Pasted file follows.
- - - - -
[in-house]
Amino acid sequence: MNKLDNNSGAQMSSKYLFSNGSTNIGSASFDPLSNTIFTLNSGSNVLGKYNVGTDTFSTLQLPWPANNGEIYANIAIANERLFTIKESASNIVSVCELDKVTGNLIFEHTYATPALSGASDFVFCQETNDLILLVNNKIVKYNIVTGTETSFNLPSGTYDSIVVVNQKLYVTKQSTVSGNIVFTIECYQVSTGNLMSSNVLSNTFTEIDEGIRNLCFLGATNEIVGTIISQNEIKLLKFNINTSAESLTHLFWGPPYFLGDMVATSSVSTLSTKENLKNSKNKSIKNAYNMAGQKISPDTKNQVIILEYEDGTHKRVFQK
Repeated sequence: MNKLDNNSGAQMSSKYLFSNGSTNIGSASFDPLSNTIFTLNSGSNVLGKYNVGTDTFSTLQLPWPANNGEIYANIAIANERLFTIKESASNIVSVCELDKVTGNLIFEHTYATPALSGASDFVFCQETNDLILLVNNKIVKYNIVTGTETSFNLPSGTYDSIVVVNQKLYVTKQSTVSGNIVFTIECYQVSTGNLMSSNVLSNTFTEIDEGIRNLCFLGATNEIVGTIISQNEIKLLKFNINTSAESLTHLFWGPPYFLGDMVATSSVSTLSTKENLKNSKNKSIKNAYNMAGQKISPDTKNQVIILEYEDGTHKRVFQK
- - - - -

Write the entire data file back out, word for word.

[in-house]
Amino acid sequence: MNKLDNNSGAQMSSKYLFSNGSTNIGSASFDPLSNTIFTLNSGSNVLGKYNVGTDTFSTLQLPWPANNGEIYANIAIANERLFTIKESASNIVSVCELDKVTGNLIFEHTYATPALSGASDFVFCQETNDLILLVNNKIVKYNIVTGTETSFNLPSGTYDSIVVVNQKLYVTKQSTVSGNIVFTIECYQVSTGNLMSSNVLSNTFTEIDEGIRNLCFLGATNEIVGTIISQNEIKLLKFNINTSAESLTHLFWGPPYFLGDMVATSSVSTLSTKENLKNSKNKSIKNAYNMAGQKISPDTKNQVIILEYEDGTHKRVFQK
Repeated sequence: MNKLDNNSGAQMSSKYLFSNGSTNIGSASFDPLSNTIFTLNSGSNVLGKYNVGTDTFSTLQLPWPANNGEIYANIAIANERLFTIKESASNIVSVCELDKVTGNLIFEHTYATPALSGASDFVFCQETNDLILLVNNKIVKYNIVTGTETSFNLPSGTYDSIVVVNQKLYVTKQSTVSGNIVFTIECYQVSTGNLMSSNVLSNTFTEIDEGIRNLCFLGATNEIVGTIISQNEIKLLKFNINTSAESLTHLFWGPPYFLGDMVATSSVSTLSTKENLKNSKNKSIKNAYNMAGQKISPDTKNQVIILEYEDGTHKRVFQK